In this episode of Lehigh University’s College of Business IlLUminate podcast, we are speaking with Georgette Chapman Phillips, the Kevin L. and Lisa A. Clayton Dean of the College of Business at Lehigh.

Dean Phillips' research and teaching is focused on the intersection of law, economics and public policy. She is published in the areas of urban and regional planning, local government law, real estate and housing. She also has a law degree from Harvard Law School.

She spoke with Rob Gerth, director of marketing and communications for Lehigh Business. Listen to the podcast here and subscribe and download Lehigh Business on Apple Podcasts or wherever you get your podcasts.

Below is an edited excerpt from that conversation. Read the complete podcast transcript

Rob Gerth: This year, Lehigh is marking 50 years of undergraduate coeducation – Soaring Together. Is there any certain type of pressure that comes from being the first woman anything?

Georgette Chapman Phillips: I would have to say yes. Because on the one hand, people are pinning their expectations on you whether you have agreed to accept that invitation. And on the other hand, there are people that are going to be quite skeptical of who you are because you're a woman. My answer to this is that excellence rules out. That doing your job and doing your job well is the answer to both sides of the equation. But yes, you are under a little bit more scrutiny as being the first anything, the first African-American, the first woman.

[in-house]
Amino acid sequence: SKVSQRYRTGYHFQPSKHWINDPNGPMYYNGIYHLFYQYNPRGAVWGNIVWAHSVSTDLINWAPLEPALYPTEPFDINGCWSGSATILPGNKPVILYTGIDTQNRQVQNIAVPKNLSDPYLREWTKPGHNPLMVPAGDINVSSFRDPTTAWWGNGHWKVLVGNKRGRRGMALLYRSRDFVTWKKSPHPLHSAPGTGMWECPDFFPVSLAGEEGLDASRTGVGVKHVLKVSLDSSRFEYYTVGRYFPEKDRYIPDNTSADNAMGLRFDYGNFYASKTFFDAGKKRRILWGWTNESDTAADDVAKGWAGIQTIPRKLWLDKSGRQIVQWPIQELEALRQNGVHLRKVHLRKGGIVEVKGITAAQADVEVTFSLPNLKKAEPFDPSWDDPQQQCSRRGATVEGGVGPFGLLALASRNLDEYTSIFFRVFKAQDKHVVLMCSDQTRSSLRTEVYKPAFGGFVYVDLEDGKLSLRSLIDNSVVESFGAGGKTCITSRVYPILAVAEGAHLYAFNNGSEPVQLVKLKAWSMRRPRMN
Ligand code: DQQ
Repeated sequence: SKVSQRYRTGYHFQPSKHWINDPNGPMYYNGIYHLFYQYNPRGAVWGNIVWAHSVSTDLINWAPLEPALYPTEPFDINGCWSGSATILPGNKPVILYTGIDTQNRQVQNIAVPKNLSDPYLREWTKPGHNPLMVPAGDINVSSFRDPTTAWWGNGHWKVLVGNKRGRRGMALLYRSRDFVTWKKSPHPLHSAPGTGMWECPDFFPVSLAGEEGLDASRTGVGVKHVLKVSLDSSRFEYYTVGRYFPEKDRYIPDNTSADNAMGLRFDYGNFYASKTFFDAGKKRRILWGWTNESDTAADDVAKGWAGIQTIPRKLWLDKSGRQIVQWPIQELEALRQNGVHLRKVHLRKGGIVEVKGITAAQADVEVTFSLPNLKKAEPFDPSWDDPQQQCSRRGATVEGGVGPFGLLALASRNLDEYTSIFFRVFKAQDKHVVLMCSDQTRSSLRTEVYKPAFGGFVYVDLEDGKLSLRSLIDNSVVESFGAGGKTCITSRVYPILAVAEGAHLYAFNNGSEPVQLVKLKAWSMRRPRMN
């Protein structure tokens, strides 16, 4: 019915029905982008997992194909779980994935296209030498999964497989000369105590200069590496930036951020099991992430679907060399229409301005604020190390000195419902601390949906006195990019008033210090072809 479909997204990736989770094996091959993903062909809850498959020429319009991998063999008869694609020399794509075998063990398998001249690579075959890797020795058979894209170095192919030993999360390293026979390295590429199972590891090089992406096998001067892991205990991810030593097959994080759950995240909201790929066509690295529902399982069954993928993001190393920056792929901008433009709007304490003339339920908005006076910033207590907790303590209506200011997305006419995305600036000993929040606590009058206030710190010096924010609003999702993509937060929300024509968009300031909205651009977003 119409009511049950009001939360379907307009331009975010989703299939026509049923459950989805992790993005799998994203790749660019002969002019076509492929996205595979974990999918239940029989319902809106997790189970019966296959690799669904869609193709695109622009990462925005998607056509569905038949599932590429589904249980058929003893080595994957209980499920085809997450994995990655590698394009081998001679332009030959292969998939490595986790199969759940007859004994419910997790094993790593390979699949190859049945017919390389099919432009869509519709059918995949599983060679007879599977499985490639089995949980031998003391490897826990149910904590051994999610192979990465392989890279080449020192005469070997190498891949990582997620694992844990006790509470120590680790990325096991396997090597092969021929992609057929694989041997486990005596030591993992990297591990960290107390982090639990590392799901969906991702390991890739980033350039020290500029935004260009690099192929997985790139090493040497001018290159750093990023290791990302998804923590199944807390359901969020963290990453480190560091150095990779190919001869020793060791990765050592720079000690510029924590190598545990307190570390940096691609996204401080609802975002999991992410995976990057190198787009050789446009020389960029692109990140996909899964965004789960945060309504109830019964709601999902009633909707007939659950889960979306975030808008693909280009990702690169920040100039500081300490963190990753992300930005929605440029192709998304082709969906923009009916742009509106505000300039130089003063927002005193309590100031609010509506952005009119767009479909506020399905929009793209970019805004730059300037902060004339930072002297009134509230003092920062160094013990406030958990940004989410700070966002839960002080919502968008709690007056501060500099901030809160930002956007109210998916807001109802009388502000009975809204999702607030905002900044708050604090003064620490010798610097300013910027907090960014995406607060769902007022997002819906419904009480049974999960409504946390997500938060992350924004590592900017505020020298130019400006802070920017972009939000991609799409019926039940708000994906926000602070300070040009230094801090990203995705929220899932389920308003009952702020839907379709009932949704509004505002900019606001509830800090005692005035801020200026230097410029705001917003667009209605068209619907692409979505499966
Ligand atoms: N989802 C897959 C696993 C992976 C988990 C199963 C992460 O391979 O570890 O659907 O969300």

Gerth: Before you became an academic, you worked at a couple of law firms. Were you at that time one of only a few women? And what was it like?

Phillips: That was a very different and special place and time. Wall Street in the 1980s was a very go, go place. It was-- well, I don't really like this term, but I can't really think of another better term. It was a very macho environment.

It was who can work longer, harder, bill more hours. And sometimes, you just have to take a step back from that and say, "No, I'm not going to be in your macho race. I'm going to do what I need to do to do my job in the excellent manner that you expect." But I do not need to-- as I said in that Saturday Night Live skit from many years ago, “quien es mas macho” (who is more macho). I don't have to do that.

Gerth: Over the years, there's been an uptick in women in undergraduate and MBA programs. In fact, some programs are now 50-50. What do you attribute that to?

Phillips: Two very important factors. One is simply the passage of time. And the second is a concerted effort. When you are in high school-- let's talk about the undergraduates for just a moment. When you were in high school and you're thinking about going to college, many people do not know that you can get an undergraduate business degree.

Why? Because in high school, you don't study business. You studied Chemistry, or English, or History or Science. But you probably are not studying undergraduate business. And so you don't know that this is a possibility. So it's on us. It's our responsibility, those of us who have undergraduate business programs, to tell young women, "Yes, yes. This is a possibility." The concerted effort comes in that there are more women now that we can point to and say, "This is a woman who studied accounting. Or this is a woman who studied finance." And it brings it closer to that.

Gerth: What do you think an employer’s responsibility is, particularly towards women to support them?